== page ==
This busy Monday we are excited to welcome Children's Book Author, Stephen Swinburne.
Steve was born in London, England. When he was 8, he left England with his family and sailed on the Queen Elizabeth to New York City.
Steve holds a bachelor of arts degree in biology and English from Castleton State College, Vt. He has worked as ranger in a number of national parks.
He loves to travel and observe nature and wildlife. A safari in Africa, hiking in Scotland, monitoring sea turtles on a Georgia island, a winter trek through Yellowstone and watching shorebirds in New York have all led to book projects.
Steve is the author of Wiff and Dirty George, Ocean Soup, Whose Shoes, Armadilo Trail, and A Butterfly Grows, just to name a few! He lives in South Londonderry, Vermont, with his wife Heather and daughters Hayley and Devon.
EEM: Did you always want to be a writer?
SRS: No I wanted to be an adventurer, a marine biologist, and then in my teens, a rock star. I love being a writer but I still think a rock star would be pretty cool.
EEM: When you began writing, was it instant success and riches or did you find you had to work other jobs in order to continue your dream of being a writer?
SRS: It was NOT instant success. Even after my first book was published, it took many many years to achieve any name recognition. I have over 25 books published and I wish I had a nickel for every librarian who says, “I’ve never heard of you but it’s great to discover your books.”
EEM: What jobs have you held, current or in the past, to help sustain your writing career?
One of the jobs that helped pay the bills and gave me a chance to write was photographer. If you can handle a camera and take photos, so many opportunities open up to you.
EEM: Which job was the most challenging or strange to you?
SRS: Working in the corporate world was a real challenge. I once had a job as a manager of financial and employee communications at an electric utility company. I managed to keep that job for over 7 years and never once felt like I was an electric utility employee. My head was always in children’s books.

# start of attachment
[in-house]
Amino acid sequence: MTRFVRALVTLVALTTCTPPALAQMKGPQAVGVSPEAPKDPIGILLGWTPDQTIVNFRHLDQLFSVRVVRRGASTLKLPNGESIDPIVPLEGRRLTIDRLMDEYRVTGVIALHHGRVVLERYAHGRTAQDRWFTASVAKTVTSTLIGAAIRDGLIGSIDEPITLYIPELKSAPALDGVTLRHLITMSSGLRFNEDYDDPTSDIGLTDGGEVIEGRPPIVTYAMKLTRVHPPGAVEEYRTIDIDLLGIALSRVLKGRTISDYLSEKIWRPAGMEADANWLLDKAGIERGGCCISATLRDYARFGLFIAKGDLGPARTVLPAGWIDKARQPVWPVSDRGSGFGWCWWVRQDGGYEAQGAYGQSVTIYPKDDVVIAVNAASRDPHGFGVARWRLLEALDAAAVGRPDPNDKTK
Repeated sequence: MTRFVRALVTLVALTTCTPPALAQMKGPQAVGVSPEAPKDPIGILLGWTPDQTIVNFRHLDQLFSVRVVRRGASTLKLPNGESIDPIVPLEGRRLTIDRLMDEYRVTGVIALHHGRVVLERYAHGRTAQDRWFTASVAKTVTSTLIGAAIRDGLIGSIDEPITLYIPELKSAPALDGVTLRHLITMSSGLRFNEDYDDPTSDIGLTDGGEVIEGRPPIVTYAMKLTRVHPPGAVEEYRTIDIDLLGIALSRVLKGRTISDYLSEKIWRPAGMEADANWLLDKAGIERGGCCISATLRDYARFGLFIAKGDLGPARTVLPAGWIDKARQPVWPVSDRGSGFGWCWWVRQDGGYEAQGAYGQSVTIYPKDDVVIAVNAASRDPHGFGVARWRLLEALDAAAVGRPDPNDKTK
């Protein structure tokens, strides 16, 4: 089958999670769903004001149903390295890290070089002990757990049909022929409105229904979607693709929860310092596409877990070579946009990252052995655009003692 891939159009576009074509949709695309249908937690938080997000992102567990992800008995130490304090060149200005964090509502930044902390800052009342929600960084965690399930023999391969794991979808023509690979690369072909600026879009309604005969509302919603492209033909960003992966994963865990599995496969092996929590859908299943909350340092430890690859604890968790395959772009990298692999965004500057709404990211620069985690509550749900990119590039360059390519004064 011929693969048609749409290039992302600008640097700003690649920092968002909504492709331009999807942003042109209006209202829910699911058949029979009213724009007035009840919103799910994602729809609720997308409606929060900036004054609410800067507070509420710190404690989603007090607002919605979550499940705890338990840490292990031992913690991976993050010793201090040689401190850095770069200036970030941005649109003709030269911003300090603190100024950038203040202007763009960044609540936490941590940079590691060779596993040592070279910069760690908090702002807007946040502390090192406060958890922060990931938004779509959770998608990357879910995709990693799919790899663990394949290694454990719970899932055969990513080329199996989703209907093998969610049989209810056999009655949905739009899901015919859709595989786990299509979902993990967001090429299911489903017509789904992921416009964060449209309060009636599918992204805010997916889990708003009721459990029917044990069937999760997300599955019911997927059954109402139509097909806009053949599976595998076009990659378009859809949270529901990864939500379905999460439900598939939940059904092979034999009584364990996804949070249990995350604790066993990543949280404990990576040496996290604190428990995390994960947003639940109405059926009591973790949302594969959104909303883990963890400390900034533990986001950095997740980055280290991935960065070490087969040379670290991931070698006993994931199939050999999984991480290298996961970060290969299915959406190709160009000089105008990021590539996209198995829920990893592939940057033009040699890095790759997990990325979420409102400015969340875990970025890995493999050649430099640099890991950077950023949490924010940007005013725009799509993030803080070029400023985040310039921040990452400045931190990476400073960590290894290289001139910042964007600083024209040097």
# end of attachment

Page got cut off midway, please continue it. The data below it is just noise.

EEM: Did your day job(s) allow you to write regularly? Or did you have to get creative to get those word counts in? What other effects did it have on your writing?
SRS: Once I was a waiter at the London Business School of Economics. I’d write poems on the scraps of paper I was meant to write orders on. You can always find time to write, if you want to. Get up early. Stay up late. Miss an hour of TV. Carve out an hour to write. Do it every day. Read Annie Lamott’s Bird by Bird, a great book on writing.
EEM: Have you ever based a loved protagonist or an evil villain on one of your co-workers? Wished you had?
SRS: No and No.
EEM: What are you working on now and is the process any easier than your first work?? If so, in what capacity (people noticing it, the writing itself, the confidence?)
SRS: I am writing a sequel to my first mid grade novel, Wiff and Dirty George. The Z.E.B.R.A Incident (Boyd Mills Press, Spring 2010). As this was my first novel after writing over 20 nonfiction titles, I’d say I’m still a newbie at novel writing. I love the challenge of developing characters and setting them on a journey and bringing them back. One of my favorite novels is The Hobbit. What a beautiful arc to the story.
EEM: Would you change anything if you could begin your writing journey over again?
SRS: I'd Begin writing my novels sooner in my writing career. Please check out my websites: